Beijing hosts first-of-its-kind counterterrorism talks with Iran, Pakistan

The meeting represents the Chinese ambition to replace the US as the main player in the Middle East.

Chinese president Xi Jinping speaks at a meeting marking the 110th anniversary of the Xinhai Revolution, at the Great Hall of the People in Beijing, earlier this month. (photo credit: CARLOS GARCIA RAWLINS/REUTERS)
Chinese president Xi Jinping speaks at a meeting marking the 110th anniversary of the Xinhai Revolution, at the Great Hall of the People in Beijing, earlier this month.

Heavy rains followed by strong winds killed at least 27 people, including eight children, in northwest Pakistan over the weekend, officials said on Sunday.

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At least 140 people were injured and at least 200 farm animals died. The storms hit four districts of Khyber Pakhtunkhwa province late Saturday, with 15 people killed in the province’s Bannu district, including five siblings aged between 2 and 11. On Sunday, authorities also reported a cyclone approaching southern Pakistan from the Arabian Sea.

As Pakistani citizens are dealing with intense weather conditions, Pakistani officials are attempting to respond to the winds of geopolitical change in the region. Together with a delegation from Iran, a Pakistani delegation traveled to Beijing last week for joint counterterrorism talks with China. The meeting, which is the first of its kind between the three countries, is considered an important step toward regional realignment.

A Pakistan Foreign Ministry statement described the talks as “detailed discussions on the regional security situation, particularly the threat of terrorism faced by the region.” Following the discussion, representatives from the three countries signed a joint declaration affirming the countries’ commitment to working together on counterterrorism initiatives.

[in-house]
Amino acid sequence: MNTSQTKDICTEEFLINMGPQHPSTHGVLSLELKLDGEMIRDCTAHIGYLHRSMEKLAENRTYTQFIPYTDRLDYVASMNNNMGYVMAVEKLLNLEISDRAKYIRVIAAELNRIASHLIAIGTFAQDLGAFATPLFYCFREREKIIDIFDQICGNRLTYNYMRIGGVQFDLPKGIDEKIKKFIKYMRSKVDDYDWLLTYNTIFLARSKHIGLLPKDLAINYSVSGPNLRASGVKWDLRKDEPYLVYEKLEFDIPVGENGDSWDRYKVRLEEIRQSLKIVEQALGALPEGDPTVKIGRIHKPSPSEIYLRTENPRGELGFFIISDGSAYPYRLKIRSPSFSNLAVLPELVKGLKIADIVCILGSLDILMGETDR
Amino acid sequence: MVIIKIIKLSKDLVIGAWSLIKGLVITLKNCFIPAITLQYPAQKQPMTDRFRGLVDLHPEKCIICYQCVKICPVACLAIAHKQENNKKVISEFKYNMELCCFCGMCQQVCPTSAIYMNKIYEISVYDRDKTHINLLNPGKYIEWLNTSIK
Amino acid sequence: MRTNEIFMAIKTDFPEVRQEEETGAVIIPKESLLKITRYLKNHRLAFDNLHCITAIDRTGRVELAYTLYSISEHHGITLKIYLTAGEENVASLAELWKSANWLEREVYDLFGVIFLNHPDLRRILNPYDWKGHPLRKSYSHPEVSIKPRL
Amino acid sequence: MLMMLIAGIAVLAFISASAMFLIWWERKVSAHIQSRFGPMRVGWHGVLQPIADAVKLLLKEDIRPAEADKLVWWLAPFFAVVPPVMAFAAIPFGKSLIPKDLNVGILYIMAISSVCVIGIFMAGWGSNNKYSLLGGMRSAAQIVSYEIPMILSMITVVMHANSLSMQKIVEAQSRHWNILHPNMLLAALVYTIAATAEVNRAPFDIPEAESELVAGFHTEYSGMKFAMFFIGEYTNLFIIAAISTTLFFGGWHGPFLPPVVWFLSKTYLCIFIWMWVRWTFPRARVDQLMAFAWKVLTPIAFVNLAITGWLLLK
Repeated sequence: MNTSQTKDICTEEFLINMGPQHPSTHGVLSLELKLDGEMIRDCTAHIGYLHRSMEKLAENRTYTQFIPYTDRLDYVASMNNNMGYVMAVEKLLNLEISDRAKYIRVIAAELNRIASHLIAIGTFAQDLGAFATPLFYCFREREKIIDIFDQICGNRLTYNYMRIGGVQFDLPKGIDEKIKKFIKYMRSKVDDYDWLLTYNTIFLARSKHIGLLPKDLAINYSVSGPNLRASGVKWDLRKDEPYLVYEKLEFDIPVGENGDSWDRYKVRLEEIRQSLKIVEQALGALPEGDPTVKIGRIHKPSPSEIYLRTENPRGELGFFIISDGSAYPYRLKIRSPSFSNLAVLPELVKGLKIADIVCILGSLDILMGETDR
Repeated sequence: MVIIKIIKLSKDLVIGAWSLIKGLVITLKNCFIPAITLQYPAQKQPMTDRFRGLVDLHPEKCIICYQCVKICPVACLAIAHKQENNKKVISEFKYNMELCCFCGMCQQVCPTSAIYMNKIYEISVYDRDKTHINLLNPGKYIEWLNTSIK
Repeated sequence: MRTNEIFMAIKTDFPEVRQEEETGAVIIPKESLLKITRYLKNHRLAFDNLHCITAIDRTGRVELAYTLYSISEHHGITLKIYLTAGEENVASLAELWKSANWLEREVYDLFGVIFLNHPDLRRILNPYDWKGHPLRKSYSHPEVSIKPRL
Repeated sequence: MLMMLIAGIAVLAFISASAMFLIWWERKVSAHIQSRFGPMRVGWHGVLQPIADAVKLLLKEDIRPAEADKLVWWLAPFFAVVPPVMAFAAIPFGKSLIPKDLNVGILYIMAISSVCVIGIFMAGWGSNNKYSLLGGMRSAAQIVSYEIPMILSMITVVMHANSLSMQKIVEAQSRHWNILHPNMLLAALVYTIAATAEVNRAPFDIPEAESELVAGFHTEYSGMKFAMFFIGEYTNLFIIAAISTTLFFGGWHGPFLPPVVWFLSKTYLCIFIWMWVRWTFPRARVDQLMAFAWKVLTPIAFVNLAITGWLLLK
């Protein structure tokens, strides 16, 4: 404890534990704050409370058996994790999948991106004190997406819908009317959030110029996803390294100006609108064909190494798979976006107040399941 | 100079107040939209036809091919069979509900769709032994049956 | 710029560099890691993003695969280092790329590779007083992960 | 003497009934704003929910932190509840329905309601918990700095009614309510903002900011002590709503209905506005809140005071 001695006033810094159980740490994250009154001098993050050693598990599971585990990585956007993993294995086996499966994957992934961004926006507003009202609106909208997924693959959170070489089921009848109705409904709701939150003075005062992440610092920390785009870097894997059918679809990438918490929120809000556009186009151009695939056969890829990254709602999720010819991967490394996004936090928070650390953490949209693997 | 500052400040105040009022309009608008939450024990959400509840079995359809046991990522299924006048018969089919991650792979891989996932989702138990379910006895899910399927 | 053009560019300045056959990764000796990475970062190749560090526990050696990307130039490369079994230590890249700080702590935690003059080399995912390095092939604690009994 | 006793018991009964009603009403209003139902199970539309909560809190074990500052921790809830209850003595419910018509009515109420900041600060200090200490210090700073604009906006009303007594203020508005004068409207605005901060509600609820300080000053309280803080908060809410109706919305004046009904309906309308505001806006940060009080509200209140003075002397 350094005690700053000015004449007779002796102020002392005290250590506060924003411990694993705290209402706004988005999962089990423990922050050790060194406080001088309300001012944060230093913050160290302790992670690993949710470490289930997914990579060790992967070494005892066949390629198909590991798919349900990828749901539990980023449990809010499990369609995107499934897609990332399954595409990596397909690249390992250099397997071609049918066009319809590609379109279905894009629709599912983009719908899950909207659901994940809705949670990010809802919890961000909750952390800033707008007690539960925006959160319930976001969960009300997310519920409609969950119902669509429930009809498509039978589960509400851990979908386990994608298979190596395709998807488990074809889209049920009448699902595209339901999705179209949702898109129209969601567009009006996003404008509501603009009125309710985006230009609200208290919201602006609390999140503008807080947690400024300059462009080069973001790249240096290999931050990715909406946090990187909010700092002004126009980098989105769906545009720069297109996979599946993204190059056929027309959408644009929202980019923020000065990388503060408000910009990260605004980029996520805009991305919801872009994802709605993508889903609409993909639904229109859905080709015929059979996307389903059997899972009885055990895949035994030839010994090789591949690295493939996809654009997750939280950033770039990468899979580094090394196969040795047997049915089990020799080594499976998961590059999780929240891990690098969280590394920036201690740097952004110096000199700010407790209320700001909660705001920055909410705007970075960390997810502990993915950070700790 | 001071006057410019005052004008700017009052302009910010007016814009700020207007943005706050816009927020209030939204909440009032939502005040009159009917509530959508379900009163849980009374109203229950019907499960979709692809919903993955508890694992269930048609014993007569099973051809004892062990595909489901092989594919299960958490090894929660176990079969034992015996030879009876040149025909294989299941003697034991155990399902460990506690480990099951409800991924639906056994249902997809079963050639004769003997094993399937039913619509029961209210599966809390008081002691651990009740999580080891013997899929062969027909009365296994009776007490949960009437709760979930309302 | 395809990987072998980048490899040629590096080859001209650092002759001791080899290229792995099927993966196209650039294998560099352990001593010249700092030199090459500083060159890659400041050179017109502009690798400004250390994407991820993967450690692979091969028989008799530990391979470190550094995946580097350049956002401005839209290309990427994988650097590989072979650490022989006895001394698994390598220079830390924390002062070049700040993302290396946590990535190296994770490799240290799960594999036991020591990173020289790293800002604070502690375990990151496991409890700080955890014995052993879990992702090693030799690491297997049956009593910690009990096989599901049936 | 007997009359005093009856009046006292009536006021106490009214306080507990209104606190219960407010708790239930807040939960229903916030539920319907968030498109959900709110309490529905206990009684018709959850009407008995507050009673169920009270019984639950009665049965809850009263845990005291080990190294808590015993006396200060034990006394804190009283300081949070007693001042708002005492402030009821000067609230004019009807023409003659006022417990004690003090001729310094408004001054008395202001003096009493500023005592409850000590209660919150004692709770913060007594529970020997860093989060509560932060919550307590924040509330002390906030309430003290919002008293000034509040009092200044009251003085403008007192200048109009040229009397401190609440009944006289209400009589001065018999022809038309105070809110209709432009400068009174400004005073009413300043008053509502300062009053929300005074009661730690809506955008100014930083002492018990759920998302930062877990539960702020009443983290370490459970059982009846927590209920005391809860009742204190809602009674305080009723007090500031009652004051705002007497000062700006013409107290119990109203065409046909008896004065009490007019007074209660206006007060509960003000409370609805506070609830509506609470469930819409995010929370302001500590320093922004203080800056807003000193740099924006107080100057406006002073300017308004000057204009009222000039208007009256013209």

First tripartite counterterrorism talks between Pakistan, Iran, and China

The delegations were led by Pakistan’s director-general of counterterrorism at the Foreign Ministry, Abdul Hameed; China’s director-general of the Department of External Security Affairs at the Foreign Ministry, Bai Tian; and Iran’s assistant to the foreign minister and director-general of the South Asia Department at the Foreign Ministry, Seyyed Rasoul Mousavi.

During a press briefing on Thursday, Chinese Foreign Ministry spokesperson Wang Wenbin characterized the meeting as “a successful step taken by the three countries to act on the Global Security Initiative and enhance regional security and stability.”

 View of residential buildings as the rising waves splash, before the arrival of the cyclonic storm, Biparjoy, over the Arabian Sea, at Clifton Beach, in Karachi, Pakistan June 13, 2023. (credit: REUTERS/AKHTAR SOOMRO)
View of residential buildings as the rising waves splash, before the arrival of the cyclonic storm, Biparjoy, over the Arabian Sea, at Clifton Beach, in Karachi, Pakistan June 13, 2023. (credit: REUTERS/AKHTAR SOOMRO)

The Global Security Initiative is a Chinese initiative proposed by Chinese President Xi Jinping in 2022. According to the official Chinese Foreign Ministry statement, the initiative is meant to promote “the vision of common, comprehensive, cooperative, and sustainable security.”

“We stand ready to work in close collaboration with Pakistan, Iran, and other regional countries to resolutely crack down on terrorist forces that endanger the interests of regional security,” Wang added.

The talks are expected to yield positive results in the fight against extremism. Experts say that the initiative will likely lead to increased peace and stability in the wider Middle East region as well as within the borders of the involved countries.

China's increasing diplomatic efforts in the Middle East 

The counterterrorist effort, which is being led by China, is also seen as a step toward regional realignment.

China has ramped up its diplomatic activities in the Middle East in recent weeks in an attempt to position itself as the source of a solution to the region’s long-standing conflicts.

In April, China brokered a peace deal between Saudi Arabia and Iran, two countries that had not had diplomatic relations since 2016.

Now China has its eye on resolving the Palestinian-Israeli conflict. Solving that long-running conflict would mark China’s increased influence in the world and serve as a blow to the global influence of the US, China’s archrival.